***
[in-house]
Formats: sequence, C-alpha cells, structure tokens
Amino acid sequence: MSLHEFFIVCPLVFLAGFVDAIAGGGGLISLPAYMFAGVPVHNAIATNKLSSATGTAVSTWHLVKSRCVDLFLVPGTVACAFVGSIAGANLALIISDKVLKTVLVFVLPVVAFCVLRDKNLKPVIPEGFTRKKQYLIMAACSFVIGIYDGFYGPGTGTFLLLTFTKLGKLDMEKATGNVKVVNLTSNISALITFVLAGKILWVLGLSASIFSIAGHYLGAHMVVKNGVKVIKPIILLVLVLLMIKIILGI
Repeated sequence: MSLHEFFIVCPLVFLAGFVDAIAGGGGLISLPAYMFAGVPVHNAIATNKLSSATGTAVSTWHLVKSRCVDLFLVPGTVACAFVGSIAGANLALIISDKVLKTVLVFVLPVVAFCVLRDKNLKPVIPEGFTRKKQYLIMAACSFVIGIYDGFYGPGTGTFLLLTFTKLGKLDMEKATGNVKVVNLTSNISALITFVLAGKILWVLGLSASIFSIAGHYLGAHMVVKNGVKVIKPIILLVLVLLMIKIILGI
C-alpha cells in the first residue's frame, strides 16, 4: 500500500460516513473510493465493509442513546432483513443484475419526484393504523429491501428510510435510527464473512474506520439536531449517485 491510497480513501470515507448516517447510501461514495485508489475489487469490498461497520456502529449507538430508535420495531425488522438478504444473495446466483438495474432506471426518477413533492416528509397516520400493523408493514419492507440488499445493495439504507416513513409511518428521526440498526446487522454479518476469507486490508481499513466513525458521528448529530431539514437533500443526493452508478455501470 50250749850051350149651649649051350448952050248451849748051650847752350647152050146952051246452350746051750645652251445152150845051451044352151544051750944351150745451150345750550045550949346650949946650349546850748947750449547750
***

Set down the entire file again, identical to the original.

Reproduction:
[in-house]
Formats: sequence, C-alpha cells, structure tokens
Amino acid sequence: MSLHEFFIVCPLVFLAGFVDAIAGGGGLISLPAYMFAGVPVHNAIATNKLSSATGTAVSTWHLVKSRCVDLFLVPGTVACAFVGSIAGANLALIISDKVLKTVLVFVLPVVAFCVLRDKNLKPVIPEGFTRKKQYLIMAACSFVIGIYDGFYGPGTGTFLLLTFTKLGKLDMEKATGNVKVVNLTSNISALITFVLAGKILWVLGLSASIFSIAGHYLGAHMVVKNGVKVIKPIILLVLVLLMIKIILGI
Repeated sequence: MSLHEFFIVCPLVFLAGFVDAIAGGGGLISLPAYMFAGVPVHNAIATNKLSSATGTAVSTWHLVKSRCVDLFLVPGTVACAFVGSIAGANLALIISDKVLKTVLVFVLPVVAFCVLRDKNLKPVIPEGFTRKKQYLIMAACSFVIGIYDGFYGPGTGTFLLLTFTKLGKLDMEKATGNVKVVNLTSNISALITFVLAGKILWVLGLSASIFSIAGHYLGAHMVVKNGVKVIKPIILLVLVLLMIKIILGI
C-alpha cells in the first residue's frame, strides 16, 4: 500500500460516513473510493465493509442513546432483513443484475419526484393504523429491501428510510435510527464473512474506520439536531449517485 491510497480513501470515507448516517447510501461514495485508489475489487469490498461497520456502529449507538430508535420495531425488522438478504444473495446466483438495474432506471426518477413533492416528509397516520400493523408493514419492507440488499445493495439504507416513513409511518428521526440498526446487522454479518476469507486490508481499513466513525458521528448529530431539514437533500443526493452508478455501470 50250749850051350149651649649051350448952050248451849748051650847752350647152050146952051246452350746051750645652251445152150845051451044352151544051750944351150745451150345750550045550949346650949946650349546850748947750449547750